Post-Roman abandonment and later re-occupation
The settlement must have been significant for some time; it is listed in the 9th-century Historia Brittonum, and Reno writes "Wall, appearing as Cair Luitcoyt, and undoubtedly correctly ascribed, appears rather incongruously among such major towns and military depots as York, London, Chester, Wroxeter and Caerleon but nevertheless must have been a place of important consequence because of its inclusion as a strategic city." The late defences led to its description as a Caer and a British, possibly Powysian, outpost was established there. We have no knowledge of the period immediately after the Roman departure as no historical or archaeological evidence is present.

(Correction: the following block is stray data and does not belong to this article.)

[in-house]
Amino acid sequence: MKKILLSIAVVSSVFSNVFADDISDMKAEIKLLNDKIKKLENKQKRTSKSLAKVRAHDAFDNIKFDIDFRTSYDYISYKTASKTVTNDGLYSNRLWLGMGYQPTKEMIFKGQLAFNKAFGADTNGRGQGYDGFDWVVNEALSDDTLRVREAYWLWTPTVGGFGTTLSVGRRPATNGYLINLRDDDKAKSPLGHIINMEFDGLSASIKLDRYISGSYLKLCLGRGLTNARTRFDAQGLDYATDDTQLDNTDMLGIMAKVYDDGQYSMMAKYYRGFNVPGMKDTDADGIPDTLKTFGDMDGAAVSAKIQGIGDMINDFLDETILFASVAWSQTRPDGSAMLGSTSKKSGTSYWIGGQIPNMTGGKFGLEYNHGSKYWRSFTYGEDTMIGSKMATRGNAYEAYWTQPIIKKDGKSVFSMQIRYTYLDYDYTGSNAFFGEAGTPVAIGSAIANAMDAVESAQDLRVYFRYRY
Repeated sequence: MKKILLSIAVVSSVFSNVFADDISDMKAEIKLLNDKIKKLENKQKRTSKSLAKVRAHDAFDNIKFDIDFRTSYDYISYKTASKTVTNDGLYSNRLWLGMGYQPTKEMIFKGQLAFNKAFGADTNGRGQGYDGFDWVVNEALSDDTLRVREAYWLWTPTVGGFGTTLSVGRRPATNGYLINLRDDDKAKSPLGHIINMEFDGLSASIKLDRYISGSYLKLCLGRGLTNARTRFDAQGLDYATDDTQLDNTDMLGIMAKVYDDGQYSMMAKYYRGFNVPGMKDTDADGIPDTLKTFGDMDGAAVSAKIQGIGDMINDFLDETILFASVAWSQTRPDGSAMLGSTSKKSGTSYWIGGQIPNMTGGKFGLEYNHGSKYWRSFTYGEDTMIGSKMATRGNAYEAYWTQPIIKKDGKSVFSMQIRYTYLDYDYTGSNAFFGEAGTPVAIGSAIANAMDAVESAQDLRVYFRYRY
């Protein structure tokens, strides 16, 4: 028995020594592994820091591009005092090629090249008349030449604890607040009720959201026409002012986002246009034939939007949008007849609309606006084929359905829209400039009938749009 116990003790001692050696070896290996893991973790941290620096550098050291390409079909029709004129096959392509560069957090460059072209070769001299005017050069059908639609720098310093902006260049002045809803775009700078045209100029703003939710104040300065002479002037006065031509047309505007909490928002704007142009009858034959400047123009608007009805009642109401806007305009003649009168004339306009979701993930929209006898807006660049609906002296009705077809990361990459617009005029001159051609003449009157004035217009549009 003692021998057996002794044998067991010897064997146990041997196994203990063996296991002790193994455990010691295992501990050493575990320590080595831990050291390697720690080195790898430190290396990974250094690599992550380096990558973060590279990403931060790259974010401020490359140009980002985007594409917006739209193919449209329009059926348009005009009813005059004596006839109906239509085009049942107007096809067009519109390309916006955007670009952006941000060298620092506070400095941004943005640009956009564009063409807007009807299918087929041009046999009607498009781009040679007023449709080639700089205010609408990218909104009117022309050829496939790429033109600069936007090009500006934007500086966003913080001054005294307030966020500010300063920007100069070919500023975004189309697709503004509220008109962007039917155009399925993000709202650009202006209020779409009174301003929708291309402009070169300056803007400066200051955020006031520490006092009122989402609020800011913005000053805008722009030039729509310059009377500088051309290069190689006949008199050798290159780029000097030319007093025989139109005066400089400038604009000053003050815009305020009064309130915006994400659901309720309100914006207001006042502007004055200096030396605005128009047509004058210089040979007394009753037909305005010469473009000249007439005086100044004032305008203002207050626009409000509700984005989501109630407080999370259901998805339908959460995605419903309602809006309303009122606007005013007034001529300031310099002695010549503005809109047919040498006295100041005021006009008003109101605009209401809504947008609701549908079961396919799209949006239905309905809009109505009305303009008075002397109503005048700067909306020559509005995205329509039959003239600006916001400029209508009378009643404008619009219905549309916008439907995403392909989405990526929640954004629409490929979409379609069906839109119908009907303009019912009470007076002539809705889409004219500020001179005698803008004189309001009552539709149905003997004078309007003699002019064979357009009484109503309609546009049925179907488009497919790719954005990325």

Letocetum lost all importance with the development of nearby Lichfield in the 7th century as the seat of a Bishop. When the place again emerged historically it was under a new name, Wall. This name referred to the remains of the late Roman defences, parts of which were still standing in the early 19th century.